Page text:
Category Archives: Cyber Dissident

Rule stiffens penalties for Chinese hackers

BEIJING – Starting on Thursday, hackers who broke into 20 or more computers will face jail terms of up to seven years, according to a new judicial interpretation issued jointly by the China’s Supreme People’s Court and Supreme People’s Procuratorate.

People who hack from 20 to 100 computers, or steal from 10 to 50 user names and passwords for online-payment or stock accounts, will get at least three years in prison. And those who hack even more computers or steal more passwords will face jail terms of up to seven years.

The latest rule, an interpretation made to deal with online crimes, which were added to the Criminal Law in 2009, also applies to Chinese hackers who steal information from foreign computers, said Zhou Guangquan, a member of the National People’s Congress’s law committee and a professor in criminal law at Tsinghua University.

via Rule stiffens penalties for hackers.

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Korea – Chinese Hackers Infatuated with Koreans’ Personal Info

Chinese computer hackers are apparently hell-bent on obtaining Korean nationals’ personal information, with the number of thefts growing larger.

Alarmingly, Internet users can easily obtain the credit card details of more than 5,000 Koreans by simply downloading a “Korean resident registration number generator” on a Chinese website.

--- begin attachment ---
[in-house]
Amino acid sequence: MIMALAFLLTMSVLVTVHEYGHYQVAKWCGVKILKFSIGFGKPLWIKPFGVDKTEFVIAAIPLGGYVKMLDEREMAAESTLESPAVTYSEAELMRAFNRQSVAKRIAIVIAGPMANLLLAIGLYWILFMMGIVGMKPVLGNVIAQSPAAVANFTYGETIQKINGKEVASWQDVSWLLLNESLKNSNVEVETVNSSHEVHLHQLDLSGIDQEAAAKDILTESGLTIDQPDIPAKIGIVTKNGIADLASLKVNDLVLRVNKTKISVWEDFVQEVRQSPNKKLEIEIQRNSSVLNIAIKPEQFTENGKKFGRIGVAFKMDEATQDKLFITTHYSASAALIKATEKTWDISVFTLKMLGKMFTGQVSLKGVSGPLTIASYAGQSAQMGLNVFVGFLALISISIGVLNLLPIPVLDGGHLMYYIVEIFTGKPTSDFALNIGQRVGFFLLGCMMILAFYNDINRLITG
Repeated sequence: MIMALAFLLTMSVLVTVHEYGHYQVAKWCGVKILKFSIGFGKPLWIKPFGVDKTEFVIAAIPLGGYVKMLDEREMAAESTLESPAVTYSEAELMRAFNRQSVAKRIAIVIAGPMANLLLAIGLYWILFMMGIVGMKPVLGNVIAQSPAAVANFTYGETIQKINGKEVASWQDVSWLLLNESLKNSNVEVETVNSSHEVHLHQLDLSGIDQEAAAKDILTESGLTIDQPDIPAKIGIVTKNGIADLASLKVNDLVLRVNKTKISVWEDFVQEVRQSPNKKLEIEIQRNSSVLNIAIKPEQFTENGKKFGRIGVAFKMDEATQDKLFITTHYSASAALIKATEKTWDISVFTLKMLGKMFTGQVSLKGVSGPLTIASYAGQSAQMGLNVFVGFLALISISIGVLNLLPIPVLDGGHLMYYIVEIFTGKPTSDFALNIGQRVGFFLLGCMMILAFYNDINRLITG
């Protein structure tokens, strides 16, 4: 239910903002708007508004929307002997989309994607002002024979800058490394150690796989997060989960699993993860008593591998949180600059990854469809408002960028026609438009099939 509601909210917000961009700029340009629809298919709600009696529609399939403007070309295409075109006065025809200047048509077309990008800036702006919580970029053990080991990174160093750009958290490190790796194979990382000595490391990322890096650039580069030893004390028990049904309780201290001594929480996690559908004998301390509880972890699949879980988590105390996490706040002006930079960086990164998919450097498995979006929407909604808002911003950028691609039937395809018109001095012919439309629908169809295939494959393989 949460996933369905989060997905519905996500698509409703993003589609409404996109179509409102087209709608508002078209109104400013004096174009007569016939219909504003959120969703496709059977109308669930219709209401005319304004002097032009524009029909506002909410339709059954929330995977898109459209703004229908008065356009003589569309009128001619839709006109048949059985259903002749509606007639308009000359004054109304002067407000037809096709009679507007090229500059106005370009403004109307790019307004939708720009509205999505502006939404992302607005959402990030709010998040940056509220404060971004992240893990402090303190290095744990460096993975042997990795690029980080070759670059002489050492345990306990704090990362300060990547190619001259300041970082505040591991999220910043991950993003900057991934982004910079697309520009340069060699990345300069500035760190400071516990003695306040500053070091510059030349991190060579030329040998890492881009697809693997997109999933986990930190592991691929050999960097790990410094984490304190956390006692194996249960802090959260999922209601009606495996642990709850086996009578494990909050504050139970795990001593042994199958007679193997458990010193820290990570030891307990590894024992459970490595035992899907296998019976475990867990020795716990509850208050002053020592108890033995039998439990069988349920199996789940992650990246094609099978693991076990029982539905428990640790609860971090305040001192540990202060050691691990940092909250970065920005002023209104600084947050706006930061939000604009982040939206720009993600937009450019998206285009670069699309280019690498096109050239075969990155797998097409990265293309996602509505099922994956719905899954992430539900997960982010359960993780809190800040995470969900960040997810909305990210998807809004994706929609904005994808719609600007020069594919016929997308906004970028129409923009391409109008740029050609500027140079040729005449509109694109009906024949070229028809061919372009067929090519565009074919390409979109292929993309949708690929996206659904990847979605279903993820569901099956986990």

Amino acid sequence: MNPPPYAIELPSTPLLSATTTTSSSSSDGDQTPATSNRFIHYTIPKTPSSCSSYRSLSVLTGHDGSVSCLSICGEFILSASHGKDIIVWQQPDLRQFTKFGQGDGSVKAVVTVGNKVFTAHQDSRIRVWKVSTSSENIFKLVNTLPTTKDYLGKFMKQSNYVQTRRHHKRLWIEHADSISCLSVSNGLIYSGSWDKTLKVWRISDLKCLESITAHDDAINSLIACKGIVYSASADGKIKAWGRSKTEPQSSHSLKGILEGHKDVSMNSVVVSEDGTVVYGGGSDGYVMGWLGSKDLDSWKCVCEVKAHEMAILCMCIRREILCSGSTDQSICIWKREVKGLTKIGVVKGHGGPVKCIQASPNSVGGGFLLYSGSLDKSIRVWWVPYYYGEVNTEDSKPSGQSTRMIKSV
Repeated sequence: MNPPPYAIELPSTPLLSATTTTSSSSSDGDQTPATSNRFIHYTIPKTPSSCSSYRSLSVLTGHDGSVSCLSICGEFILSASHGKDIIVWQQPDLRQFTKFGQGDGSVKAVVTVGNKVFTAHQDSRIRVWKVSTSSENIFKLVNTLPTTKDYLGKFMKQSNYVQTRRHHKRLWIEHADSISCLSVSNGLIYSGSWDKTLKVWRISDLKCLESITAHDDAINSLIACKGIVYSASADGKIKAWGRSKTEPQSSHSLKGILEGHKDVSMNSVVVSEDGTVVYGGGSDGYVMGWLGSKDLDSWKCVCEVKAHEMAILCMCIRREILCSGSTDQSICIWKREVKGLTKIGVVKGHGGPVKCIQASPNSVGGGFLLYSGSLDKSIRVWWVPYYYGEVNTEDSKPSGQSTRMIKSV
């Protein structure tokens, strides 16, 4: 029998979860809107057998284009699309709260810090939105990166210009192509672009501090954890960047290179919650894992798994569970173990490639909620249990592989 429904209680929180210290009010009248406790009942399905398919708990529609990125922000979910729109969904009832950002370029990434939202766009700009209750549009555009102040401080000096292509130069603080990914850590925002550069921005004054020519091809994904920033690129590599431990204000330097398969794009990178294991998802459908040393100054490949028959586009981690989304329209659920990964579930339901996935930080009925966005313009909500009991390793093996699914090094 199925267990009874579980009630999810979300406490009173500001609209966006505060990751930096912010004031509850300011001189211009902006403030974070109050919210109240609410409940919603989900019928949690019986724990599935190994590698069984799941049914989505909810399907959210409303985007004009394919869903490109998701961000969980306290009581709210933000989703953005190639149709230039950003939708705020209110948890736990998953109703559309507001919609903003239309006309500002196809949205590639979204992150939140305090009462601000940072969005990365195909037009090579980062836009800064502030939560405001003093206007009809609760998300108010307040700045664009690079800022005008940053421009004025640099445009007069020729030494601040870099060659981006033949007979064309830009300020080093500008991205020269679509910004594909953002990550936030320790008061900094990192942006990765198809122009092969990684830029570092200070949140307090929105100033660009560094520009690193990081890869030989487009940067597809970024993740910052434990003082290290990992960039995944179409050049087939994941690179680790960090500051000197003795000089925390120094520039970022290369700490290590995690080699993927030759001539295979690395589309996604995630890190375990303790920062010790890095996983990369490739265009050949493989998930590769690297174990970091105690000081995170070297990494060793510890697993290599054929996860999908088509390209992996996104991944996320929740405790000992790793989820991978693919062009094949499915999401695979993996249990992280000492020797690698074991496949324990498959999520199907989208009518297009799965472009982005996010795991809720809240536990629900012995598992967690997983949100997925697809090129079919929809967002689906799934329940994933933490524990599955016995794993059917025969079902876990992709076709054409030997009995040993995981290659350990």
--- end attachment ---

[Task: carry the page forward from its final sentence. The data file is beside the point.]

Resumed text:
And when browsing “Korean name and identity number” on Baidu, China’s biggest Web portal, nearly 1.4 million results pop up, many of them containing a database showing the personal details of thousands of Koreans.

via The Chosun Ilbo (English Edition): Daily News from Korea – Chinese Hackers Infatuated with Koreans’ Personal Info.


Officials in China to monitor public wi-fi use

 

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A green tea, a laptop … and someone monitoring you. Photo: Colleen Kinder/New York Times

BEIJING: New regulations that require bars, restaurants, hotels and bookstores to install costly web-monitoring software are prompting many businesses to cut internet access and sending a chill through the capital’s game-playing, web-grazing literati who have come to expect free wi-fi with their lattes and green tea.

The software, which costs businesses about $US3100 ($2840), provides public security officials the identities of those logging onto the wireless service of a restaurant, cafe or private school and monitors their web activity.

Those who ignore the regulation and provide unfettered access face a $US2300 fine and the possible revocation of their business license.

”From the point of view of the common people, this policy is unfair,” said Wang Bo, the owner of L’Infusion, a cafe that features crepes, waffles and the companionship of several dozing cats. ”It’s just an effort to control the flow of information.”

It is unclear whether the new measures will be strictly enforced or applied beyond the swathe of central Beijing where they are already in effect. But they suggest that public security officials, unnerved by turmoil in the Middle East and North Africa partly enabled by the internet, are undaunted in their efforts to ramp up controls.

At public cybercafes, which is where China’s working poor have access to the internet, customers must hand over state-issued identification before getting on a computer.

The new measures, it would appear, are designed to eliminate a loophole in ”internet management” as it is called, one that has allowed laptop- and iPad-owning college students and expatriates, as well as the hip and the underemployed, to while away their days at cafes and lounges surfing the web in relative anonymity.